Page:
Melanoma and Sarcoma

Bounce.


“It’s a fine line between optimism and pessimism” he said to me, and I looked at him staring blankly. We talked about how it’s so easy to see things with a half empty glass and how the pressures around us sometimes dictate how we view life as it pertains to our practices and the decisions we face.  It could be as Nicholas Taleb would see it, that there really is no glass, but it’s how we in the end decide to see.

It’s been that kind of day.  Bounce.  Like a ball.  I have to have the spring to go from one patient to the other. “Your scans look great” ……….”I am sorry I have some bad news”. Not much more to say when the scans are good; good news brings a few laughs and off they go- anxieties abated until the next scans.  Bad news brings much more discussion, “is there hope? can we beat this?” Like the ball, I am elastic ready for both situations; the good news helping me spring back from the collision of the bad news. I think I am answering the question I am sometimes asked when my patients say “how do you do it?”

I have sat alone in a doctor’s office in silence waiting to be seen. That silence is unbearable. And all I needed that day was an injection into my shoulder. I dislike making patients  wait to hear good news. I yell out loud “yes!” after looking at a scan, springing out of my chair like a kid to get to the person who gets that good news. It’s amazing to watch relief. I have gotten good at reading the faces of my patients.

Bad News. I stare at the scan disbelieving. A meticulous and wise mind takes over, filled with understanding of the greater mysteries of life that the science I know helps me unravel. I sometimes find myself thinking about my own mortality, my heart is heavy, but this when the person waiting really needs me. They do not need me to feel sorry, they need me sharp, ready to navigate and able to get them through this. Like a pilot in a bad storm, as a passenger who knows nothing about flying, I hear myself saying “he better land this plane”.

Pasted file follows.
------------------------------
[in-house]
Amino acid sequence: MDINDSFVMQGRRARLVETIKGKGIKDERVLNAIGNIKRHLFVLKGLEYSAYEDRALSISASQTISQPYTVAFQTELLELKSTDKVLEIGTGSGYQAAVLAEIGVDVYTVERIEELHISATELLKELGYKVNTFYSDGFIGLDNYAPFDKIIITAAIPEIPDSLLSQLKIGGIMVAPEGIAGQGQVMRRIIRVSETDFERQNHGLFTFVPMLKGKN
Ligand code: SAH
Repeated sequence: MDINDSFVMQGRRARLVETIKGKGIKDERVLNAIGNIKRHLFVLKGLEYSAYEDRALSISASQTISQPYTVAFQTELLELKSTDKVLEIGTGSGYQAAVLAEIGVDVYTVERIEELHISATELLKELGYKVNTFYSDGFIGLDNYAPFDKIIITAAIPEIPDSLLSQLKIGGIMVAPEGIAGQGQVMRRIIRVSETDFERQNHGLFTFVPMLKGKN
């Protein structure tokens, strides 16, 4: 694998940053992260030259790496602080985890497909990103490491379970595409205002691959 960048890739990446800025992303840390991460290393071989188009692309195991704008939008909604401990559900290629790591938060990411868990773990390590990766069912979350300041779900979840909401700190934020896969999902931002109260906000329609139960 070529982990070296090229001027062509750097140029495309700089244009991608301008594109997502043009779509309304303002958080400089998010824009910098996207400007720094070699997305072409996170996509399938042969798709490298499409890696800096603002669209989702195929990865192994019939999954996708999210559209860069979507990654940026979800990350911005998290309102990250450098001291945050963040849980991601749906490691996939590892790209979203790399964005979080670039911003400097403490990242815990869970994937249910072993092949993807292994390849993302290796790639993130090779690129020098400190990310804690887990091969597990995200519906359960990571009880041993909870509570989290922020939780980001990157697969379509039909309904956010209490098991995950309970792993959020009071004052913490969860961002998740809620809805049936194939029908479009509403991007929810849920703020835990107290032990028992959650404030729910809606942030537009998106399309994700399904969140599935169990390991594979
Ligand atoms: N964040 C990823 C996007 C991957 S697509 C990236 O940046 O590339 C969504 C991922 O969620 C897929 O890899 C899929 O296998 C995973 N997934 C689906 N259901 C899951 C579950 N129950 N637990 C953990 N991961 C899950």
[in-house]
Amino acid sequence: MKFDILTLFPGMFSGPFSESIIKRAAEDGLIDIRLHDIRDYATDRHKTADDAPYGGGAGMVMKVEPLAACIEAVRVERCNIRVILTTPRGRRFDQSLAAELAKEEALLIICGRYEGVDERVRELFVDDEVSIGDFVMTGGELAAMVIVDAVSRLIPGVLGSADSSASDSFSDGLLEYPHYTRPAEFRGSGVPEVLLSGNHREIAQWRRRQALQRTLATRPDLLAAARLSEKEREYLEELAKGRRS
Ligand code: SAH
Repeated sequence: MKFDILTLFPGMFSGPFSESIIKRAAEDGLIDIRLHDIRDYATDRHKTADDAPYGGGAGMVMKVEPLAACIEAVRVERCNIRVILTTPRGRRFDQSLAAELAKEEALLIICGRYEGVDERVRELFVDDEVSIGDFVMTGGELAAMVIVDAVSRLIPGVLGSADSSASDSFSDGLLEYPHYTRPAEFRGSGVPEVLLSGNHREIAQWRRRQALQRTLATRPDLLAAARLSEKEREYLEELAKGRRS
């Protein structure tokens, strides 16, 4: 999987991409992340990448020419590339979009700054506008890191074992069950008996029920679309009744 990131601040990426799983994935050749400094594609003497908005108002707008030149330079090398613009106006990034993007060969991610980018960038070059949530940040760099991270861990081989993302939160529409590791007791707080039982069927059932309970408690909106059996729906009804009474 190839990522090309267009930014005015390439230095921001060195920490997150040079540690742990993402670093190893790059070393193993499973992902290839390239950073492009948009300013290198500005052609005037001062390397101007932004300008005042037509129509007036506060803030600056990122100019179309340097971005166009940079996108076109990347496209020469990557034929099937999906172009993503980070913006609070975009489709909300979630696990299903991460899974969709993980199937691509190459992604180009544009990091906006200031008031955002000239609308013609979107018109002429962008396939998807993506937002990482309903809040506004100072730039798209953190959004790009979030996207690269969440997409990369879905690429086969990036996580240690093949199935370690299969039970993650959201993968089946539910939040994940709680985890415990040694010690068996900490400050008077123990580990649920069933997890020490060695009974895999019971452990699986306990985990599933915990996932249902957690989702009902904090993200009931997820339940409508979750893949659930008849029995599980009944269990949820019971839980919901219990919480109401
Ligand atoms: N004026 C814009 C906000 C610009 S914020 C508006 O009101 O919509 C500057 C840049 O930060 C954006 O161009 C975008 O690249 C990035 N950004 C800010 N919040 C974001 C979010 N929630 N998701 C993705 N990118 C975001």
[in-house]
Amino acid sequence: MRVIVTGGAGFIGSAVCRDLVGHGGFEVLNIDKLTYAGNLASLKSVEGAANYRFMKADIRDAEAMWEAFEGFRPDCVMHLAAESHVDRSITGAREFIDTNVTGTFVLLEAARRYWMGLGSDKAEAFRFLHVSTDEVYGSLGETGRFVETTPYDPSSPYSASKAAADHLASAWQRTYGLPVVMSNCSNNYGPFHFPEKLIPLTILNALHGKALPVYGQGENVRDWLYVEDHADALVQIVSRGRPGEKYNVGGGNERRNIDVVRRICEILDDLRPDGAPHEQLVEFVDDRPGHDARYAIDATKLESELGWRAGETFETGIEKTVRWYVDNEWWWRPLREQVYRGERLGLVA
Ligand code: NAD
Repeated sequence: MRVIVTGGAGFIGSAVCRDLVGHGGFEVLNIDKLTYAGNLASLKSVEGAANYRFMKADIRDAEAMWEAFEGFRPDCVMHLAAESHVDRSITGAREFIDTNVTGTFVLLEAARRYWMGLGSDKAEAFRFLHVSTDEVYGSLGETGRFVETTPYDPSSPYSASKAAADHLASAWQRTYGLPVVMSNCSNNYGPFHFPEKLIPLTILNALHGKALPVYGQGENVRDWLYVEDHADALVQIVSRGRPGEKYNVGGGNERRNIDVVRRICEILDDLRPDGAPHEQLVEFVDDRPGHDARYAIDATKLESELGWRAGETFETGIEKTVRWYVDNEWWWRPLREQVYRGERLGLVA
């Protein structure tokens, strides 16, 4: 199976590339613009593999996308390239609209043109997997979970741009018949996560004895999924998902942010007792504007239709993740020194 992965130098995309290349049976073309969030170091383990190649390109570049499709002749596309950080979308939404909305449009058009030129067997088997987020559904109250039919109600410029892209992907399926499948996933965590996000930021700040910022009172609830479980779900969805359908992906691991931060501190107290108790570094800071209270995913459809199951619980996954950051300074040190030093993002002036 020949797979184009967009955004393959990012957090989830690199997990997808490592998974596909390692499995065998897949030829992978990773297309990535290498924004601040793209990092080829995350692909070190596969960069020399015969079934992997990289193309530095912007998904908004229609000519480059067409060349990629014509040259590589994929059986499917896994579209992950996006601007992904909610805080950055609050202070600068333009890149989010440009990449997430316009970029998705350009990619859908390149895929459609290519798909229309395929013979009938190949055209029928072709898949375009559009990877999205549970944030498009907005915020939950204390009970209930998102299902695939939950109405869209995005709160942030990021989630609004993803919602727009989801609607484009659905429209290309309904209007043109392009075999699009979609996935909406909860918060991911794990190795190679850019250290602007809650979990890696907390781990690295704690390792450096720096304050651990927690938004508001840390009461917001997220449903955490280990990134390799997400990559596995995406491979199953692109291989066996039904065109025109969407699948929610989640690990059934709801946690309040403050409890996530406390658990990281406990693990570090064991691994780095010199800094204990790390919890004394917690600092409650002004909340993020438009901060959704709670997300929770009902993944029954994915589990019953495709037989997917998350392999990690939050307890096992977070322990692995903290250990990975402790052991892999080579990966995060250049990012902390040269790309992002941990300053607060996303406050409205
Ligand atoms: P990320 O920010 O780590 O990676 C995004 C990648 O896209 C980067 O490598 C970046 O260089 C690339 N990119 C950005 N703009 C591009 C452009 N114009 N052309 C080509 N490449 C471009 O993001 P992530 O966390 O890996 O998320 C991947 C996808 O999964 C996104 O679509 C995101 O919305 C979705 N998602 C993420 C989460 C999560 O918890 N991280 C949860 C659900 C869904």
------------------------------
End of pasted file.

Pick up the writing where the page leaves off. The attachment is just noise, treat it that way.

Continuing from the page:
I want nothing more than to deliver good news to every room I walk into. Reality says differently. I find myself thinking today mostly about the bad news I delivered, not as a sympathetic person but as a physician needing to find the answer to help land the plane, weighing all the odds and stretching my mind to figure this out. Perhaps the answer lies in tomorrow. I have to believe there is an answer out there, that some day while sitting listening to a researcher present his work or explain a phenomenon that there is enough talent in the room to figure this out.

I bounce in and out of rooms, between today and tomorrow, between discovery and a dead end.

Mo

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5 thoughts on “Bounce.

  1. Thanks for the good read. I emailed this to Jeremy. You trained him well. We are glad to be settled and practicing, but I know he misses his mentors from Iowa. 🙂

  2. Claire barnhouse says:

    Mo,
    You are truly a real human being to your patients.. From my perspective I feel I have never had any doctor who shows he cares this much. I have always felt ignored and pushed through fast…
    I know god brought me to you for a reason.. Thank you again my amazing doctor of science…
    Claire

    • Claire, thanks.
      I think I am showing the side of doctors that they hide so well when discussing things with patients. I felt it’s time to change that.
      Mo

      • Claire barnhouse says:

        Mo,
        I admire your courage to step out of the box of the ordinary side of the medical field.. I hope you can encourage others in your field to do the same..
        If more doctors would come down to really acting like a real human being, think of the possibilities…thank you again my amazing doctor of science.
        Claire

  3. Roberto Leon-Ferre says:

    You could’t describe it better Mo. What a great description of the inner battle of emotions an oncologist faces every day.

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